Developing a Flexible Learning Activity on Biodiversity and Spatial Scale Concepts Using Open-Access Vegetation Datasets from the National Ecological Observatory Network
Ecology and Evolution
Biodiversity is a complex, yet essential, concept for undergraduate students in ecology and other natural sciences to grasp. As beginner scientists, students must learn to recognize, describe, and interpret patterns of biodiversity across various spatial scales and understand their relationships with ecological processes and human influences. It is also increasingly important for undergraduate programs in ecology and related disciplines to provide students with experiences working with large ecological datasets to develop students’ data science skills and their ability to consider how ecological processes that operate at broader spatial scales (macroscale) affect local ecosystems. To support the goals of improving student understanding of macroscale ecology and biodiversity at multiple spatial scales, we formed an interdisciplinary team that included grant personnel, scientists, and faculty from ecology and spatial sciences to design a flexible learning activity to teach macroscale biodiversity concepts using large datasets from the National Ecological Observatory Network (NEON). We piloted this learning activity in six courses enrolling a total of 109 students, ranging from midlevel ecology and GIS/remote sensing courses, to upper-level conservation biology. Using our classroom experiences and a pre/postassessment framework, we evaluated whether our learning activity resulted in increased student understanding of macroscale ecology and biodiversity concepts and increased familiarity with analysis techniques, software programs, and large spatio-ecological datasets. Overall, results suggest that our learning activity improved student understanding of biological diversity, biodiversity metrics, and patterns of biodiversity across several spatial scales. Participating faculty reflected on what went well and what would benefit from changes, and we offer suggestions for implementation of the learning activity based on this feedback. This learning activity introduced students to macroscale ecology and built student skills in working with big data (i.e., large datasets) and performing basic quantitative analyses, skills that are essential for the next generation of ecologists.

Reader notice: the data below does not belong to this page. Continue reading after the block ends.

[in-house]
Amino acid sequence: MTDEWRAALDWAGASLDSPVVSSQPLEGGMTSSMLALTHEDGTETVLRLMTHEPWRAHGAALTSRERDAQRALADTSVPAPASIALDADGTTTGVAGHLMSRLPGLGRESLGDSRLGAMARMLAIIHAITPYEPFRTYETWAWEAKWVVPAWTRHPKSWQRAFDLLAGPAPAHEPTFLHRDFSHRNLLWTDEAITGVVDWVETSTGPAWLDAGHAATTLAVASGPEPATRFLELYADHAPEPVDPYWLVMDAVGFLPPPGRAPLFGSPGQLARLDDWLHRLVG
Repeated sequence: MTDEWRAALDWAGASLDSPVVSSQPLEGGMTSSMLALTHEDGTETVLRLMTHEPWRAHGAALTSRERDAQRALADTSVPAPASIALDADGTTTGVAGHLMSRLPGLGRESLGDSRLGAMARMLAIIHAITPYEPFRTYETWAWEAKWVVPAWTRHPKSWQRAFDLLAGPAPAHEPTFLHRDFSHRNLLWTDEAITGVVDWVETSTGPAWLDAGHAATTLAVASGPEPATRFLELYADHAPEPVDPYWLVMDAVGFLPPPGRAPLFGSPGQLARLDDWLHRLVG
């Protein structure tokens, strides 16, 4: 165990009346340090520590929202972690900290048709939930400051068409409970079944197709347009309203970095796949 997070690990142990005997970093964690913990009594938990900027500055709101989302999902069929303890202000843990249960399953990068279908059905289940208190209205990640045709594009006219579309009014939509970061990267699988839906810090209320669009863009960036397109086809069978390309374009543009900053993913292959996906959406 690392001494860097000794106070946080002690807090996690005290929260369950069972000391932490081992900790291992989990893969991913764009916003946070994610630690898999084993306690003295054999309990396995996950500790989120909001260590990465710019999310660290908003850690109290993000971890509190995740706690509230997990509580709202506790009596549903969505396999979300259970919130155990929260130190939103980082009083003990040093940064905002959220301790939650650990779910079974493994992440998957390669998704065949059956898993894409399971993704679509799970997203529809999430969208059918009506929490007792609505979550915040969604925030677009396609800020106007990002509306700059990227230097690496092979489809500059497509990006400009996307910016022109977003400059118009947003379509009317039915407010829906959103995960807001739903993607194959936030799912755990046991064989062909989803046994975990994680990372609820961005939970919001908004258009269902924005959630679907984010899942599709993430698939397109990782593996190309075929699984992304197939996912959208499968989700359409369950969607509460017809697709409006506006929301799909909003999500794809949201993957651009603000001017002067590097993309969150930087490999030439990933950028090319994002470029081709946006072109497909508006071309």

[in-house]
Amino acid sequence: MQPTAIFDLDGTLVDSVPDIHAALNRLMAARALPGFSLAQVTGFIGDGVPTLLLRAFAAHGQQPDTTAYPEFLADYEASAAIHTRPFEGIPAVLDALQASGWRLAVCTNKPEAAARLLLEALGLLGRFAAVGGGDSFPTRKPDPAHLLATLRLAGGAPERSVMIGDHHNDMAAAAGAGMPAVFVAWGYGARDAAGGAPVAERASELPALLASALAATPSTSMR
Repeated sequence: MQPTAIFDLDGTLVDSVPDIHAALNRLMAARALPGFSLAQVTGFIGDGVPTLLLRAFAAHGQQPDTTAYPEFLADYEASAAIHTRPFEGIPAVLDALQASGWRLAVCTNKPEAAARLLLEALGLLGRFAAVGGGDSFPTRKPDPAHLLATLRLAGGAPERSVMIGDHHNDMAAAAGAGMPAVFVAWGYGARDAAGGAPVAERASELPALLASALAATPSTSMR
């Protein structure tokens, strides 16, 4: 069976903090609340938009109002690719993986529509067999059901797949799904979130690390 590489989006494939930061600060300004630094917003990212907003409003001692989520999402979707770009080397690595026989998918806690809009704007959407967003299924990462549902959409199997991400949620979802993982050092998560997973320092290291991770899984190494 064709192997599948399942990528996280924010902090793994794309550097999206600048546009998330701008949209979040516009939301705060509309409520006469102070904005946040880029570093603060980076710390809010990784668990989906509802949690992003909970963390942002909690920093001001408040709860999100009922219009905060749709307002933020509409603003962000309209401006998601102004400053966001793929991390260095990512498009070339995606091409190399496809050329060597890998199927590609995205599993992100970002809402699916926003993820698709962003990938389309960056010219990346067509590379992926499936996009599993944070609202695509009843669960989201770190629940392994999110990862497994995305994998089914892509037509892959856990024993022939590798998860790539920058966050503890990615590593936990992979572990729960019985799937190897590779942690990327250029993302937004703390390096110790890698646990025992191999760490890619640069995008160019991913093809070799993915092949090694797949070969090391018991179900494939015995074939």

Anderson, Laurel J.; Styers, Diane M.; Schafer, Jennifer L.; Kolozsvary, Mary Beth; Brubaker, Kristen M.; Scanga, Sara E.; Mitchell, Jessica J.; and Barnett, David, "Developing a Flexible Learning Activity on Biodiversity and Spatial Scale Concepts Using Open-Access Vegetation Datasets from the National Ecological Observatory Network" (2021). Biological Sciences Faculty Work. 2.
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